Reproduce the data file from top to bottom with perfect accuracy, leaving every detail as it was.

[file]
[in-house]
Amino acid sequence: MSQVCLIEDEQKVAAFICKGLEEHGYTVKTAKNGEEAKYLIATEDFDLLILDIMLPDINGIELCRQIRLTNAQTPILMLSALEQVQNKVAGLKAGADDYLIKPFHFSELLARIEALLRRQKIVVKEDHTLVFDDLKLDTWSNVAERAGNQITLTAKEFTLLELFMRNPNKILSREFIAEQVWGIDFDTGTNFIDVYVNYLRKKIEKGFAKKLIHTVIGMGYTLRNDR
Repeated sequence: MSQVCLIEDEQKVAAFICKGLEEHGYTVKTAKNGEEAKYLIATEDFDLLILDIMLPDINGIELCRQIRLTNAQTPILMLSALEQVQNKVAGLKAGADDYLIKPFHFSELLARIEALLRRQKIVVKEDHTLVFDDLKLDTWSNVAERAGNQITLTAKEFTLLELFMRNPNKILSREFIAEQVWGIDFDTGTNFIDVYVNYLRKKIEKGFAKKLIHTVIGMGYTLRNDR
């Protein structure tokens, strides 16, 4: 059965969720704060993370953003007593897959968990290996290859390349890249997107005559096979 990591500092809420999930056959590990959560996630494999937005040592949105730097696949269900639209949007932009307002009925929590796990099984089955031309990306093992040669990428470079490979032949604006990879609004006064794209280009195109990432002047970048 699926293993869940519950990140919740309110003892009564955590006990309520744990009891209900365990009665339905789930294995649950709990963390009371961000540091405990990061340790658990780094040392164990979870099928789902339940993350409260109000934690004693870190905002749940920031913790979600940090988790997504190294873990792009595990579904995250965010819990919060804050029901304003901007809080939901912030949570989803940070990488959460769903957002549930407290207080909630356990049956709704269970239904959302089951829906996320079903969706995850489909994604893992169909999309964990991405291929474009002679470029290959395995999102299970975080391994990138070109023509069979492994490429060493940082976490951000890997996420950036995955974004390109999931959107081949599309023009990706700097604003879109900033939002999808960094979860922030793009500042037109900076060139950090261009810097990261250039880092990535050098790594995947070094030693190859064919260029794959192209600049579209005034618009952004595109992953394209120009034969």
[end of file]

[in-house]
Amino acid sequence: MSQVCLIEDEQKVAAFICKGLEEHGYTVKTAKNGEEAKYLIATEDFDLLILDIMLPDINGIELCRQIRLTNAQTPILMLSALEQVQNKVAGLKAGADDYLIKPFHFSELLARIEALLRRQKIVVKEDHTLVFDDLKLDTWSNVAERAGNQITLTAKEFTLLELFMRNPNKILSREFIAEQVWGIDFDTGTNFIDVYVNYLRKKIEKGFAKKLIHTVIGMGYTLRNDR
Repeated sequence: MSQVCLIEDEQKVAAFICKGLEEHGYTVKTAKNGEEAKYLIATEDFDLLILDIMLPDINGIELCRQIRLTNAQTPILMLSALEQVQNKVAGLKAGADDYLIKPFHFSELLARIEALLRRQKIVVKEDHTLVFDDLKLDTWSNVAERAGNQITLTAKEFTLLELFMRNPNKILSREFIAEQVWGIDFDTGTNFIDVYVNYLRKKIEKGFAKKLIHTVIGMGYTLRNDR
């Protein structure tokens, strides 16, 4: 059965969720704060993370953003007593897959968990290996290859390349890249997107005559096979 990591500092809420999930056959590990959560996630494999937005040592949105730097696949269900639209949007932009307002009925929590796990099984089955031309990306093992040669990428470079490979032949604006990879609004006064794209280009195109990432002047970048 699926293993869940519950990140919740309110003892009564955590006990309520744990009891209900365990009665339905789930294995649950709990963390009371961000540091405990990061340790658990780094040392164990979870099928789902339940993350409260109000934690004693870190905002749940920031913790979600940090988790997504190294873990792009595990579904995250965010819990919060804050029901304003901007809080939901912030949570989803940070990488959460769903957002549930407290207080909630356990049956709704269970239904959302089951829906996320079903969706995850489909994604893992169909999309964990991405291929474009002679470029290959395995999102299970975080391994990138070109023509069979492994490429060493940082976490951000890997996420950036995955974004390109999931959107081949599309023009990706700097604003879109900033939002999808960094979860922030793009500042037109900076060139950090261009810097990261250039880092990535050098790594995947070094030693190859064919260029794959192209600049579209005034618009952004595109992953394209120009034969």